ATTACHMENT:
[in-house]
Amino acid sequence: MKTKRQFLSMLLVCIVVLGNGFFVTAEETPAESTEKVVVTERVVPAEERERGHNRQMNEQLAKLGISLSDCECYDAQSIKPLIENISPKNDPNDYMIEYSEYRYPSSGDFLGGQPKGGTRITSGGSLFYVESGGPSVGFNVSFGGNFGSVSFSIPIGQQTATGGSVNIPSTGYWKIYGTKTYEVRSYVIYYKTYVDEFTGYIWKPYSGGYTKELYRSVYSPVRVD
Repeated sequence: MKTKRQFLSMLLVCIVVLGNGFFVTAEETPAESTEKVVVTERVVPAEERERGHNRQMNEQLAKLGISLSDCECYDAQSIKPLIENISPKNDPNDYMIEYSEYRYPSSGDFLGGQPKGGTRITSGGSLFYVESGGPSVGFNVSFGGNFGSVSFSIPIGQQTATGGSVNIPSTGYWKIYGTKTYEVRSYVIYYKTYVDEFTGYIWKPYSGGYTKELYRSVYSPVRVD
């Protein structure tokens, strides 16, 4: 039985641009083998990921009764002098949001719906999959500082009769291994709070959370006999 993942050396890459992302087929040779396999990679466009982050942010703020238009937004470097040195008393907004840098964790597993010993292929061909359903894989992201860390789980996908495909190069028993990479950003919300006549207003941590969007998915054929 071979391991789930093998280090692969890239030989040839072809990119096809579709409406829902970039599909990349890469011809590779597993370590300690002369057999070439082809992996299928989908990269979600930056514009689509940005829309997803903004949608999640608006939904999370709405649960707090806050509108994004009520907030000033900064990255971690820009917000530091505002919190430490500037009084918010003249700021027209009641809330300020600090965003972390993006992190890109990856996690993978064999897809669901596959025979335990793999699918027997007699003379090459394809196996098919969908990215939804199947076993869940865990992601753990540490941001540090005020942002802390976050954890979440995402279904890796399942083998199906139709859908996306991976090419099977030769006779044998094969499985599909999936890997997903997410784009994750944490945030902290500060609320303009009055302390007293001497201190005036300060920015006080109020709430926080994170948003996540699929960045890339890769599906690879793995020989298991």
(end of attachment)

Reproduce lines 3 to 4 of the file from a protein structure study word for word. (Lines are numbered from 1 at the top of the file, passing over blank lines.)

Repeated sequence: MKTKRQFLSMLLVCIVVLGNGFFVTAEETPAESTEKVVVTERVVPAEERERGHNRQMNEQLAKLGISLSDCECYDAQSIKPLIENISPKNDPNDYMIEYSEYRYPSSGDFLGGQPKGGTRITSGGSLFYVESGGPSVGFNVSFGGNFGSVSFSIPIGQQTATGGSVNIPSTGYWKIYGTKTYEVRSYVIYYKTYVDEFTGYIWKPYSGGYTKELYRSVYSPVRVD
């Protein structure tokens, strides 16, 4: 039985641009083998990921009764002098949001719906999959500082009769291994709070959370006999 993942050396890459992302087929040779396999990679466009982050942010703020238009937004470097040195008393907004840098964790597993010993292929061909359903894989992201860390789980996908495909190069028993990479950003919300006549207003941590969007998915054929 071979391991789930093998280090692969890239030989040839072809990119096809579709409406829902970039599909990349890469011809590779597993370590300690002369057999070439082809992996299928989908990269979600930056514009689509940005829309997803903004949608999640608006939904999370709405649960707090806050509108994004009520907030000033900064990255971690820009917000530091505002919190430490500037009084918010003249700021027209009641809330300020600090965003972390993006992190890109990856996690993978064999897809669901596959025979335990793999699918027997007699003379090459394809196996098919969908990215939804199947076993869940865990992601753990540490941001540090005020942002802390976050954890979440995402279904890796399942083998199906139709859908996306991976090419099977030769006779044998094969499985599909999936890997997903997410784009994750944490945030902290500060609320303009009055302390007293001497201190005036300060920015006080109020709430926080994170948003996540699929960045890339890769599906690879793995020989298991």